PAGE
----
The Laurentian provide the final missing pieces of Druidism. Anidhw, developed animism, and the deification of ancestors are most clearly expounded in Laurentian related texts. While the Laurentian doctrines were once considered an outside religious belief being absorbed, further investigation shows that there already existed a proto-Druidic undercurrent in the Gulf. Shrines dedicated to the Horned God and the Raven Mother predate the planting of Taliesin's holy groves. Votive gifts recovered from Pitupaq often contain types of items whose offerings in Fenianism were dying out by the time of the first druids. Even in Anacosti there are runes from no later than the 22nd century asking for protection from the "manthu" of the Fey. Altogether this points to a system of ideological exchanges throughout the Gulf region much more complex than just a proselytization of Taliesin's admittedly important reforms.
The wood walks: the beginning of Druidic expansion
Taken from Rise and Fall of the Druidism, by Jeremy Welson, scholar of The Historical Society of New Jersey.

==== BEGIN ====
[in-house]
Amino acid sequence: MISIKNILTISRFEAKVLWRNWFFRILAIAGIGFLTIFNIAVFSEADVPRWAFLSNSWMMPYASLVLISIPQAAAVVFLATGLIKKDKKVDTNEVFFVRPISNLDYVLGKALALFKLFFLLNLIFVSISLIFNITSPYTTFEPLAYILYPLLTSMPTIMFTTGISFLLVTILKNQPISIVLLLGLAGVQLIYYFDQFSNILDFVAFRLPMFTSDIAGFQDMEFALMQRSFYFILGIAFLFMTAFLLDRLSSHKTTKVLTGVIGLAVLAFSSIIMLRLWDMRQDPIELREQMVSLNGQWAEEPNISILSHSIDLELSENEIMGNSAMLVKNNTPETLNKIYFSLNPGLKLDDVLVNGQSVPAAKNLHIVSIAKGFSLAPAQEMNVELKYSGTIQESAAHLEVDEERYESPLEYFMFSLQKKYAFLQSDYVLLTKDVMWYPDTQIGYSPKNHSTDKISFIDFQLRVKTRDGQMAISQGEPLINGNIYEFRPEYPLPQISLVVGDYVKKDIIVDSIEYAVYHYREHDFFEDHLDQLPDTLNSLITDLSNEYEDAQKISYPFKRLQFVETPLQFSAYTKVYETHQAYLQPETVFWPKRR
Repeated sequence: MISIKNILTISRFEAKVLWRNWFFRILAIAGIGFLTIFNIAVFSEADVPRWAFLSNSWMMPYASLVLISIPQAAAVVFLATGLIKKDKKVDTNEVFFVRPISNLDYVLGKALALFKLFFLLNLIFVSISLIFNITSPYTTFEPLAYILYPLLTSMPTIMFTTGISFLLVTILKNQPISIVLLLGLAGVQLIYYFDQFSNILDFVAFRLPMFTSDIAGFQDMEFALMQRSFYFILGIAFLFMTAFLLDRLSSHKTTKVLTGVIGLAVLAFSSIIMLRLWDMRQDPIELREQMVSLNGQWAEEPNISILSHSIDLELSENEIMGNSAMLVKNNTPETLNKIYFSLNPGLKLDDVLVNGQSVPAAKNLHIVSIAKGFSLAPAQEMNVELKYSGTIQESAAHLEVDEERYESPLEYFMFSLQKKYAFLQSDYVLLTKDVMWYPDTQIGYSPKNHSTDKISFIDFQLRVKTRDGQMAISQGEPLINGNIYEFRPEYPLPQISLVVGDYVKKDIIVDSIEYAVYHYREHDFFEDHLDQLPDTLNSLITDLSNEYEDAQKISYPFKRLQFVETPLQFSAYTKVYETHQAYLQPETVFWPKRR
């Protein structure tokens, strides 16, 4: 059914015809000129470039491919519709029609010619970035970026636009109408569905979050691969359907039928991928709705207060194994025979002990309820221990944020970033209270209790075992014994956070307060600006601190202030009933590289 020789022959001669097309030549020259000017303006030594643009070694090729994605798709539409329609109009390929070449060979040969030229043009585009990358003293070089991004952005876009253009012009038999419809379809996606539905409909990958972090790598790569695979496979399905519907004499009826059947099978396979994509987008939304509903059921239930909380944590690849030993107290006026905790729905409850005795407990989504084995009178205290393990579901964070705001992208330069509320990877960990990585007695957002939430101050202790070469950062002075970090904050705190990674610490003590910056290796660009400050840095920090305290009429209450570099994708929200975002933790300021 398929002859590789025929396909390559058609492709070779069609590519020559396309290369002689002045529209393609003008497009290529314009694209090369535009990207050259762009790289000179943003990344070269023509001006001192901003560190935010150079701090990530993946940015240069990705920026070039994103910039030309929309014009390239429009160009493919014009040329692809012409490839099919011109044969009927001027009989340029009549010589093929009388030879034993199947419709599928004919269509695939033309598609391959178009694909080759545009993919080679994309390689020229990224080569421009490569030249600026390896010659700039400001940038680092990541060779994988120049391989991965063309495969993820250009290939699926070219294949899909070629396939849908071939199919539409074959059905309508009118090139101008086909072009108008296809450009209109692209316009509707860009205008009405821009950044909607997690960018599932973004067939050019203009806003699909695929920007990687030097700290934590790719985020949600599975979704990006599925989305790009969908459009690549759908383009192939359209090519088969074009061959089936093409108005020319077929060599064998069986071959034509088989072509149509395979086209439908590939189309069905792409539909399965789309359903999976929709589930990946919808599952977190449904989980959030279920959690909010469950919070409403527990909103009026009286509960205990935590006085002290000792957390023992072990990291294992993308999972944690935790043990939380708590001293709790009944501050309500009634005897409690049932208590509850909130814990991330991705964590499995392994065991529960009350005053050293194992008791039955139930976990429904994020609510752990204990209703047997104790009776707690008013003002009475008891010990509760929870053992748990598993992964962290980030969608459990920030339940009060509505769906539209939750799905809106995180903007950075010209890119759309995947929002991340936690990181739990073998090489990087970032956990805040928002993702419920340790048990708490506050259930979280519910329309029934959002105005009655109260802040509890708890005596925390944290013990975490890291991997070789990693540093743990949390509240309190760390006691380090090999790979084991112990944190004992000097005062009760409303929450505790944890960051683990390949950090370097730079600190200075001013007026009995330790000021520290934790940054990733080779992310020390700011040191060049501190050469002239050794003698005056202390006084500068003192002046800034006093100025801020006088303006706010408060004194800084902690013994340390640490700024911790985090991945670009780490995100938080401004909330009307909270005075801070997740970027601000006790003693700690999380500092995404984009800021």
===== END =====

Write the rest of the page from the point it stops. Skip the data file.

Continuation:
After Taliesin created the first order of druids, the druidic faithful shared a bound stronger than any of the other neighbouring peoples and religions. Most of the people living in Labrador followed some version of the druidic faith, usually influenced by the native beliefs of the Innu and Innuit peoples which were becoming the dominant group in the area. In the Maritimes there were several communities which openly worshipped the Gods, specially along the coast. It was around this time that the Great Nementos at Chisedec, Charleur and Pitupok were built, as the importance of the order grew outside of Newfoundland during the end of the 22nd century and the middle of the 23th.